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Detection Times to Fire-Related Stimuli by Sleeping Subjects.


pdf icon Detection Times to Fire-Related Stimuli by Sleeping Subjects. (41449 K)
Kahn, M. J.

NBS GCR 83-435; 97 p. June 1983.

Sponsor:

National Bureau of Standards, Gaithersburg, MD

Available from:

National Technical Information Service
Order number: PB83-227116

Keywords:

auditory perception; fire alarm systems; fire detection; human behavior; human performance; odor descrimination; residential buildings; smoke; smoke detectors

Abstract:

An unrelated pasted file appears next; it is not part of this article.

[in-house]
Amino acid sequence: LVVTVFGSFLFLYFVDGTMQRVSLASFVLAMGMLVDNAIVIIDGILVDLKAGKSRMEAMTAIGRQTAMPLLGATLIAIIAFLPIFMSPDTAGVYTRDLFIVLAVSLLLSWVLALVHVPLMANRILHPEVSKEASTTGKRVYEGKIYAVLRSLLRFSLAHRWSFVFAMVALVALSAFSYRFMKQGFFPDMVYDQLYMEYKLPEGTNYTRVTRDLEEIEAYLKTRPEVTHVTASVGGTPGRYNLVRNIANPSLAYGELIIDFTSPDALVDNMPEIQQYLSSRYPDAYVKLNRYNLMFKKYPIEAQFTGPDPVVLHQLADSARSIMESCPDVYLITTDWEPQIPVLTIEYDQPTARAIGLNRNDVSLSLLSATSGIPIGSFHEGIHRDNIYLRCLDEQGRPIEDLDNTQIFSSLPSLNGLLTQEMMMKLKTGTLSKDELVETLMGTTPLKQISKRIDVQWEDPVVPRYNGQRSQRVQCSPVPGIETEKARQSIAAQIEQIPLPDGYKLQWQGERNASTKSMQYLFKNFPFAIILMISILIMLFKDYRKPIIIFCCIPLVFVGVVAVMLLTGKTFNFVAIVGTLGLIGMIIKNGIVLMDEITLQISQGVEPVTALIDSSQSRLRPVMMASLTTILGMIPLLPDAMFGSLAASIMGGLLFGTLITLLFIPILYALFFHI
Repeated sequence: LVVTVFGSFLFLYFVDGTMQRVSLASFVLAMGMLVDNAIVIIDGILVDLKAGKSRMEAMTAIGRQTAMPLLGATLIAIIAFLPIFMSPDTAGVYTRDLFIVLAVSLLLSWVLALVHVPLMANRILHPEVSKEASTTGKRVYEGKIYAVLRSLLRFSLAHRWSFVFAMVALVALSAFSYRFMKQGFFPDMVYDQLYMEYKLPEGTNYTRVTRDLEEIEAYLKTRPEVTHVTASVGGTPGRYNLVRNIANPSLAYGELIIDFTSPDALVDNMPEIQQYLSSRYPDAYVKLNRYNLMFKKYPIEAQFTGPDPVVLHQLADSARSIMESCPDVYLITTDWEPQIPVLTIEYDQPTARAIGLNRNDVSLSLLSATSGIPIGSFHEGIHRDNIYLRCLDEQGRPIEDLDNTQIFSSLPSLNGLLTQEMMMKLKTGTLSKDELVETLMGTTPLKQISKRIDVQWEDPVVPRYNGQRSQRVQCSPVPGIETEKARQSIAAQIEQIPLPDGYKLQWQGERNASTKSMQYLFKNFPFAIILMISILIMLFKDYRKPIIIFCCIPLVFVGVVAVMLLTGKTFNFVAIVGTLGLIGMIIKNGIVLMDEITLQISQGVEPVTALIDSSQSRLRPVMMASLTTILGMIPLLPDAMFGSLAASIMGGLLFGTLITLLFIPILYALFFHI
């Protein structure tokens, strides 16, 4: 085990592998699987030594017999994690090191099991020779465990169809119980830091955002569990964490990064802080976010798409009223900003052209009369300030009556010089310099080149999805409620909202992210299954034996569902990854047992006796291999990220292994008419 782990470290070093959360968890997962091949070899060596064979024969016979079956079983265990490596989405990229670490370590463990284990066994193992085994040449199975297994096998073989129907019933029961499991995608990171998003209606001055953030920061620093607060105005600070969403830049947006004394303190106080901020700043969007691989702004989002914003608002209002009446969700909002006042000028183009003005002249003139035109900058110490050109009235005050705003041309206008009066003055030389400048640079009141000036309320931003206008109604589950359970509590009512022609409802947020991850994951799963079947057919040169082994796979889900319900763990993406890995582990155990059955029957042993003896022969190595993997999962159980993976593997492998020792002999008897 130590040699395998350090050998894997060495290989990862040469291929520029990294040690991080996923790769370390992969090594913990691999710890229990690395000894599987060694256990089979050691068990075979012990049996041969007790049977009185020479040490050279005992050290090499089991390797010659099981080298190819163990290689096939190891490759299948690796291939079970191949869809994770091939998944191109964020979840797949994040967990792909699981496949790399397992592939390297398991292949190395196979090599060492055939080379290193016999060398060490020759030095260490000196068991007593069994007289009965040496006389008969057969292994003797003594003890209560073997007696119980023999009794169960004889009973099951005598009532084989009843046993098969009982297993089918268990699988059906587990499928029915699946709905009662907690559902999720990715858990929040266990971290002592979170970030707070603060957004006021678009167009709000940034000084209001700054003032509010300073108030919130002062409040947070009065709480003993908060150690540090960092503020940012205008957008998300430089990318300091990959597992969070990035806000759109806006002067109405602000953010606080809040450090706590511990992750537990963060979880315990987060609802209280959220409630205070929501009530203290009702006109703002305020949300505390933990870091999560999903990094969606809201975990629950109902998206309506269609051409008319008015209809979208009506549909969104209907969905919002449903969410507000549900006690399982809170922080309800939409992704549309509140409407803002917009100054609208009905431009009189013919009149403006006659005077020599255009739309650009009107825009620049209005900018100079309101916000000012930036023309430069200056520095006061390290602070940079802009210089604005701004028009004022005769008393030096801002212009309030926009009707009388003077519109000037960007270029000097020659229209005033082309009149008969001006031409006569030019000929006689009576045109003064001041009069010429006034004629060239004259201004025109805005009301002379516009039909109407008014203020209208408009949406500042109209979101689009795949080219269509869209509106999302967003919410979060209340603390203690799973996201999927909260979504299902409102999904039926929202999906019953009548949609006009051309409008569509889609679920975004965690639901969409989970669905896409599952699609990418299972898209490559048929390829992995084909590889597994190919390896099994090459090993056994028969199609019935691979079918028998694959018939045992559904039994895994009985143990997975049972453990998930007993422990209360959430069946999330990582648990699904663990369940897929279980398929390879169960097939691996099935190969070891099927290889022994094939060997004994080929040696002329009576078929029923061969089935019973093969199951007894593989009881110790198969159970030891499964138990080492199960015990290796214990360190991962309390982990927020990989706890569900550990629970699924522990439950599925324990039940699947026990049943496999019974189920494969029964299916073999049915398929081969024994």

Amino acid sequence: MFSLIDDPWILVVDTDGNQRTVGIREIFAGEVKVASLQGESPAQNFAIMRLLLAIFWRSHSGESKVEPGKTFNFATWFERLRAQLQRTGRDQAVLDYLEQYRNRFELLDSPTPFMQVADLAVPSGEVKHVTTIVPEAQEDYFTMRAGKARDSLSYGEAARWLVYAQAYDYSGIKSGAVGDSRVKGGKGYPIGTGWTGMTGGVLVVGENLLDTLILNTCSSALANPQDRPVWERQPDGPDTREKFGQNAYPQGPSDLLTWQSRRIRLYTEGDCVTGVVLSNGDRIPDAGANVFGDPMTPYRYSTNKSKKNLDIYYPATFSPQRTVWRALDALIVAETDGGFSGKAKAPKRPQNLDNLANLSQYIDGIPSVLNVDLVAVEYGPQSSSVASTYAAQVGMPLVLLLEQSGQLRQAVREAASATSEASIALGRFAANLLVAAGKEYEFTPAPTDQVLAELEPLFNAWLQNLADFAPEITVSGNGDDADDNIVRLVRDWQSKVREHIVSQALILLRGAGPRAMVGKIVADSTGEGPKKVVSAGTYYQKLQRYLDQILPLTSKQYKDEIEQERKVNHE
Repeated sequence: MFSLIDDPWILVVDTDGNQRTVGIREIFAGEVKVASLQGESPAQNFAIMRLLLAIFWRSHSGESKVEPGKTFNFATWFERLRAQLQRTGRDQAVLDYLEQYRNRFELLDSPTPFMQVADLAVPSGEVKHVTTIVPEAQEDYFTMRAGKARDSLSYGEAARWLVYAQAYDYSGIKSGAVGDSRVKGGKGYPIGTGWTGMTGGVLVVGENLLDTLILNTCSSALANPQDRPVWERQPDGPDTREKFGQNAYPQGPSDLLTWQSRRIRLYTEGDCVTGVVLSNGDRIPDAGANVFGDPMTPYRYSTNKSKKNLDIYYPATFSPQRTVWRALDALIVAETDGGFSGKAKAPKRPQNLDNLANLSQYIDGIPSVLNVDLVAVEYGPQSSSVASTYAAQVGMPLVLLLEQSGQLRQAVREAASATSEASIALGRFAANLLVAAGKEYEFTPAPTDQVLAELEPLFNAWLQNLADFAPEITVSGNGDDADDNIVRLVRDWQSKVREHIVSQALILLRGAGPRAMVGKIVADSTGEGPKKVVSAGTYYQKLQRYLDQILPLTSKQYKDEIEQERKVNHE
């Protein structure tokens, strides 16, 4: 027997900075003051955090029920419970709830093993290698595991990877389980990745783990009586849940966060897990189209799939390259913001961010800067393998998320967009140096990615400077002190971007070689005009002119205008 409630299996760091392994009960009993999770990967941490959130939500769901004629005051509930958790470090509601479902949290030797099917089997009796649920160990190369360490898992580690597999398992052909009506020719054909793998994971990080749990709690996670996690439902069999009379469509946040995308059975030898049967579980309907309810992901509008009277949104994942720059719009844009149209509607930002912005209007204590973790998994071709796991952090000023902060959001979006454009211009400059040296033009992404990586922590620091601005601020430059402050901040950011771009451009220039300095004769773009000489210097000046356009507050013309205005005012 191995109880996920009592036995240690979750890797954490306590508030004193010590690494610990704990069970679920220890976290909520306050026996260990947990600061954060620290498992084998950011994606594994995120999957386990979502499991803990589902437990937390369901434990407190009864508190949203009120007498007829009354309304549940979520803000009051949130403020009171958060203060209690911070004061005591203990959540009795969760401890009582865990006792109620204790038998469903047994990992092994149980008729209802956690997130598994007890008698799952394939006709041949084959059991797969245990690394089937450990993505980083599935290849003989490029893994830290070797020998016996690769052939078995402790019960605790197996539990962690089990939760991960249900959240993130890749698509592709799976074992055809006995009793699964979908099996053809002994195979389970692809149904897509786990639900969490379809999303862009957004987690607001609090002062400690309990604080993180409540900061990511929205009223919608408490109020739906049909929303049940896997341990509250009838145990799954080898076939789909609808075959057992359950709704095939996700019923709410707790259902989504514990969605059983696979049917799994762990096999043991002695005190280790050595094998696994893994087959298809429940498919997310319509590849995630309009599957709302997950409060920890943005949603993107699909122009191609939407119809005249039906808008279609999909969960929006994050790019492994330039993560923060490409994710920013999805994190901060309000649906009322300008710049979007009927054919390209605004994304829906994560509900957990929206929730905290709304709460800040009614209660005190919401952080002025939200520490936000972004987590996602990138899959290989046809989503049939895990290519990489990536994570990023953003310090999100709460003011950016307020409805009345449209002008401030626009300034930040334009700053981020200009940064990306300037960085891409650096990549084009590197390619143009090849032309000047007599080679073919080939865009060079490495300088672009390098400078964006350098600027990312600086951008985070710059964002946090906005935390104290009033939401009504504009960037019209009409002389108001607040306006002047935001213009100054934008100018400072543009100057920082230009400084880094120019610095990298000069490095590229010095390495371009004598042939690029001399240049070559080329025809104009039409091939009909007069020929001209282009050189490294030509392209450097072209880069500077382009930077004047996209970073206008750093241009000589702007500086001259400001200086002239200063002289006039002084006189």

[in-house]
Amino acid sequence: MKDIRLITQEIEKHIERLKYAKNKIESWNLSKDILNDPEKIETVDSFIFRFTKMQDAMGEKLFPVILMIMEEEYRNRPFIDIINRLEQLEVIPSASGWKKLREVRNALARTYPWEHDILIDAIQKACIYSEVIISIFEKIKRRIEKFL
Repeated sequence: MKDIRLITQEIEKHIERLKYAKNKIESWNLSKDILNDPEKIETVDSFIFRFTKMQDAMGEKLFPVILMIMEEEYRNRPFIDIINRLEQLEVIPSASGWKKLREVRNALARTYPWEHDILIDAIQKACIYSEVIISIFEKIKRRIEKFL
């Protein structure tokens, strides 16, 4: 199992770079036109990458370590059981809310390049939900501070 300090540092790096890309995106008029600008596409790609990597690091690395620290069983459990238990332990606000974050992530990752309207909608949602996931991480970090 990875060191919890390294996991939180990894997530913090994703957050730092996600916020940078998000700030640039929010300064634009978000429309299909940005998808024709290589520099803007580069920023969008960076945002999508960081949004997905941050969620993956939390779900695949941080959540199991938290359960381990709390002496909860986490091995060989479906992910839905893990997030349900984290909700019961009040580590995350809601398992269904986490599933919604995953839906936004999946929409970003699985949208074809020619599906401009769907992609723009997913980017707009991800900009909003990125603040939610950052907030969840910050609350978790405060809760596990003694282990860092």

A laboratory study was conducted to determine human waking and response times to fire-related stimuli. Twenty-four college-age male subjects were tested with each subject being run for one night. Twelve subjects were exposed to smoke alarm warning signals of three intensities while a second set of twelve subjects was exposed to a smoke odor, a heat presentation, and one smoke alarm warning signal. Subjects were, without fail, awakened by alarms that reached their ears at a signal/noise ratio of 34dB. They were considerably less effective in waking to the heat, the smoke odor, and alarms that reached their ears at a signal/noise ratio of 10dB or less. Failure to detect these latter stimuli may have resulted from a lack of familiarization with the specific fire-related cues used in this research. Had training in detection of these cues been conducted, subjects might have been more responsive. Using similar logic an argument can be made that standardization of signals used for household smoke detectors would be beneficial.